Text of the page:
School of Nursing
I feel I'm keeping up more with technology, what's out there, and I have a more worldly view. It makes me feel younger.
Elaine Llanos' only regret about pursuing a master's degree as a nurse educator is that she didn't do it sooner.
The full-time oncology nurse at Memorial Sloan-Kettering Cancer Center in Manhattan has been in the profession since 1981. "I've always wanted to teach," Llanos says, but she also wants to give back.
"Nursing has been very good to me," she said. "I've never been unemployed in 30 years." That commitment led to her being awarded the New York State Sen. Patricia K. McGee Nursing Faculty Scholarship, which requires her to teach nursing in the state for at least four years.
Llanos now has just weeks left in her studies, three and a half years after enrolling in the program. Two things inspired her to make the leap back then, she said: A CNR recruiter who visited where she works ("she was a nurse, so she got it"), and a daughter who had just started nursing school. Her daughter's excitement in learning was contagious, and now mother and daughter work together in the same hospital unit.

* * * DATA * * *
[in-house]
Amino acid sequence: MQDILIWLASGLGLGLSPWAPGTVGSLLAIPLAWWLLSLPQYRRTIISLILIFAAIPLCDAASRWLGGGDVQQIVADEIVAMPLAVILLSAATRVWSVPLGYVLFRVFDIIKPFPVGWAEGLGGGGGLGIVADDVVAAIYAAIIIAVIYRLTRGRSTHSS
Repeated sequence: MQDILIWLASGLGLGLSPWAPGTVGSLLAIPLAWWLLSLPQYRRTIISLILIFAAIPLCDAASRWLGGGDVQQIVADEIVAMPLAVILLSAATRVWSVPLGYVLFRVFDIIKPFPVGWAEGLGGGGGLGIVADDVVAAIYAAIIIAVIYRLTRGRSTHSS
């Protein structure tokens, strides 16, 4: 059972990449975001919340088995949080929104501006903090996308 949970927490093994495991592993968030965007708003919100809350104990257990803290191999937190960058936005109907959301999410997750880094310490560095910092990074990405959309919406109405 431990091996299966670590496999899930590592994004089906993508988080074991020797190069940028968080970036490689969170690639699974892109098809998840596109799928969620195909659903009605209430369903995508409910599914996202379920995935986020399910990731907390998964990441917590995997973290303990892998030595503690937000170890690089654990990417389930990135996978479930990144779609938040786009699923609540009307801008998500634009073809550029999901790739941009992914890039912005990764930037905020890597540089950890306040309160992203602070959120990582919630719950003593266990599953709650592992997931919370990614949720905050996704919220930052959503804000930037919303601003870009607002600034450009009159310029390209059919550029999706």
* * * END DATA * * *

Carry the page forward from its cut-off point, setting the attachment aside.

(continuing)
In a way, Llanos was already prepared to go back to school. "Nurses teach and learn all the time," she says, even when they're working or just interacting with colleagues. But she still had to make some adjustments -- conducting research online, finding library books without using the Dewey Decimal System, and new formats for citations. "Thank God I have good writing skills," she said.
Llanos also had to get used to being the oldest person in her classes. She recalled her first semester, when she had two classes with an hour break in between, and was the only student who brought snacks. Her classmates soon figured out who to go to for some sustenance. "I became the mom of the class," Llanos says. She says the CNR community has been welcoming. "Everyone's been really good," she says.
Her employer has also been supportive of her return to school, and has provided some schedule flexibility, "but it's a good thing I don't need a lot of sleep." It doesn't help that Llanos has become hooked on discovering new developments in nursing. "I've definitely got the bug of learning."
"I've learned a lot," she says, about her time at The College of New Rochelle. "I feel I'm keeping up more with technology, what's out there, and I have a more worldly view. It makes me feel younger."
Llanos' immediate plans after completing her studies include some travel. "I have a passport with zero stamps on it," she says, and will seek a part-time teaching position in the fall. "I need to get on it," she says, and doesn't expect too difficult a transition. "It's just a matter of getting the lay of the land."